Productivity Tips, Tricks, and Tools

An oldie but a goodie: this post was originally published on July 14th, 2016.

For us medical librarians, this time of year is when we start gearing up for a new class of medical students to take the College of Medicine by storm. With new classes and orientations around the corner (and general lethargy being less socially acceptable in the fall than in the warm, languid summer months), upping our productivity is the name of the game. Here are some productivity tips, tricks, and tools that we find helpful, and  may help you knock out a new project or build a new habit as well!

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Unfortunately, growing extra arms isn’t a viable option for improving your workflow.

Take Breaks

How’s that for a great first tip?! The fact is, nobody can stay focused nonstop all of the time. (If you say that you can, (1) why are you reading this article, and (2) unless you are a well-disguised cyborg, no, you can’t.) Trying to remain focused and productive for long chunks of time will lead to an extended period of pseudo-productivity and mental fatigue. It’s better to schedule breaks throughout your day and use your non-break time to get focused work done. This way, your mind can stay refreshed, and you have your little breaks to look forward to.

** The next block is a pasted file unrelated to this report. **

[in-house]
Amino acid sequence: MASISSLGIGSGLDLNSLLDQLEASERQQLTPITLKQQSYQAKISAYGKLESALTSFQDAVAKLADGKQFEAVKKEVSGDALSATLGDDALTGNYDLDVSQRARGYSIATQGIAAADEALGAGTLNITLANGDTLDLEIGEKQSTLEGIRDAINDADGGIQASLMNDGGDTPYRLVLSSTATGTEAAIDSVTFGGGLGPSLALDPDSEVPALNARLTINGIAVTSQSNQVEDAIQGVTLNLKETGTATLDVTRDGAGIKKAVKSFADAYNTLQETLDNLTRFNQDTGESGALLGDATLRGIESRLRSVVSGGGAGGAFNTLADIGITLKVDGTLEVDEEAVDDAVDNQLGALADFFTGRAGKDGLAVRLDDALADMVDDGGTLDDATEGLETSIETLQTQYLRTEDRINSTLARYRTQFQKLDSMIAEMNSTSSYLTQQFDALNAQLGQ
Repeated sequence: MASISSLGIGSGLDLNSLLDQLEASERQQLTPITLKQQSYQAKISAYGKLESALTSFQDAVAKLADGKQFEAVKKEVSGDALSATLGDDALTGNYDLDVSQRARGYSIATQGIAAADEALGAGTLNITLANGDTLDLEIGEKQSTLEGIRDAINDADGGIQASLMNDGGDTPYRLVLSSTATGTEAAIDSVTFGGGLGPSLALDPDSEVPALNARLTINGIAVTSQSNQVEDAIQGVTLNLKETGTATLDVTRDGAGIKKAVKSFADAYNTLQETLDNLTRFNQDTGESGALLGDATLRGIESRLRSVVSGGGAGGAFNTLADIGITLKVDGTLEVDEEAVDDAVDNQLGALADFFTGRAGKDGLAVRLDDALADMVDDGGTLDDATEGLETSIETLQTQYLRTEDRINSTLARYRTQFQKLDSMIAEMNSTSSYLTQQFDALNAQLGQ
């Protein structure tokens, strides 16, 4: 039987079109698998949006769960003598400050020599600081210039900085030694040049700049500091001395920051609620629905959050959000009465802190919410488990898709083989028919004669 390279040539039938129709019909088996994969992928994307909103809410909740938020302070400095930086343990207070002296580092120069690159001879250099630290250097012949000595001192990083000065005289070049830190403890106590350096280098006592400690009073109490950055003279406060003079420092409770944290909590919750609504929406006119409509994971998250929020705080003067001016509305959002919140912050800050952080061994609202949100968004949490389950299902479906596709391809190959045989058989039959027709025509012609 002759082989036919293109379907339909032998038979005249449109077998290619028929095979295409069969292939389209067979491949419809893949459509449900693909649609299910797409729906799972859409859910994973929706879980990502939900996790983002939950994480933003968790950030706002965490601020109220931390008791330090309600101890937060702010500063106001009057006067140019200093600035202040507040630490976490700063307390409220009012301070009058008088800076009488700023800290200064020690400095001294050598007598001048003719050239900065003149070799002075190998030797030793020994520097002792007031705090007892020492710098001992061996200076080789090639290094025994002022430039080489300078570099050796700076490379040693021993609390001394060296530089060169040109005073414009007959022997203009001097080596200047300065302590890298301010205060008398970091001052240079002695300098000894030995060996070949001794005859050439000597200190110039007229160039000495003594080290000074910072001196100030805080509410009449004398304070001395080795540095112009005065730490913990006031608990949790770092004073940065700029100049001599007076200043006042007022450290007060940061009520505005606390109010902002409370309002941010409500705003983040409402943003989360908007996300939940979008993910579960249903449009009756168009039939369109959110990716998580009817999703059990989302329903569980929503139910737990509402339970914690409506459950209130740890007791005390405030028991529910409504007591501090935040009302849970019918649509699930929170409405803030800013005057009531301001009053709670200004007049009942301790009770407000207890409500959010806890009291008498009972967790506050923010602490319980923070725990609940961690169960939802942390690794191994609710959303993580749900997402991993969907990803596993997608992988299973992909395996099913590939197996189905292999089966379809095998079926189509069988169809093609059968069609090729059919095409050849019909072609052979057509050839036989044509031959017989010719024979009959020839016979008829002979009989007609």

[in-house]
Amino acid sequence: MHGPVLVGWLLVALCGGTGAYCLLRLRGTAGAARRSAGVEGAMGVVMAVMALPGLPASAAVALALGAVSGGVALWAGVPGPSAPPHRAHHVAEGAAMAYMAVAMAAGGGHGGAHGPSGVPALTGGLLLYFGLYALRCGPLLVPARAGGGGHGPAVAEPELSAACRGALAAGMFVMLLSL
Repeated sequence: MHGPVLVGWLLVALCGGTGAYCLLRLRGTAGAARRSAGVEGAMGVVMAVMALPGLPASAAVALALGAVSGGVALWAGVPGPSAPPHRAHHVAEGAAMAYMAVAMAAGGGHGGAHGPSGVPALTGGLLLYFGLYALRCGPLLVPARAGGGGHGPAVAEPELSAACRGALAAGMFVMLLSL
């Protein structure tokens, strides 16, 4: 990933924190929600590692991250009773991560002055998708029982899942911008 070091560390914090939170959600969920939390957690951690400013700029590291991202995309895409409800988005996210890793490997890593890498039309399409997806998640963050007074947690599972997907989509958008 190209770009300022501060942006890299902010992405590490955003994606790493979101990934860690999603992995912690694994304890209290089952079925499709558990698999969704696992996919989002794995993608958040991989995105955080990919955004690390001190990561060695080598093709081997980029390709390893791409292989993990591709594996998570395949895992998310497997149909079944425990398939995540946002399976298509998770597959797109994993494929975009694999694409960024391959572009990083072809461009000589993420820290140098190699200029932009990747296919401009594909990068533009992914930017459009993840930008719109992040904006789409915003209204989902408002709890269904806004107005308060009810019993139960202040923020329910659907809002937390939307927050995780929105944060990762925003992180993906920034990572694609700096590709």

One helpful method is the Pomodoro Technique for time management. According to this technique, you set a timer to work for only 25 minutes, and then you take a short five minute break to refresh and step back. After several work periods, you take a longer (20-30 minute) break. If you can get up and walk around or even head outside for some sunlight during these breaks, all the better!

Ruthlessly Block Out Distractions

I imagine that we’ve all been through the experience of going down a rabbit hole on the internet: one minute you’re doing legitimate research for a project, and the next thing you know, you’re looking at your sister’s ex’s aunt’s photos from her vacation in Prague. How did that happen?! The slippery slope of distraction, my friends. For those of us (me included), without an iron will to keep ourselves out of social media and news sites, thankfully there are tools that can help us. A couple of my favorites include Rescue Time, an application that runs in the background of your computer and measures how you spend your time, and StayFocused, a Chrome extension that you can use to block distracting websites for a period of time.

Real world distractions can be just as bad as online ones, but they can also be overcome. A set of soundproof headphones can go a long way in a busy office environment. If you find yourself getting distracted by your smartphone, take the plunge and actually turn it off (gasp!), or at least make use of the “do not disturb” setting. A strategically placed “do not disturb” or (my favorite) “genius at work!” sign on your office door can also help preemptively discourage intrusive distractions during your focused time.

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Set Specific and Measurable Goals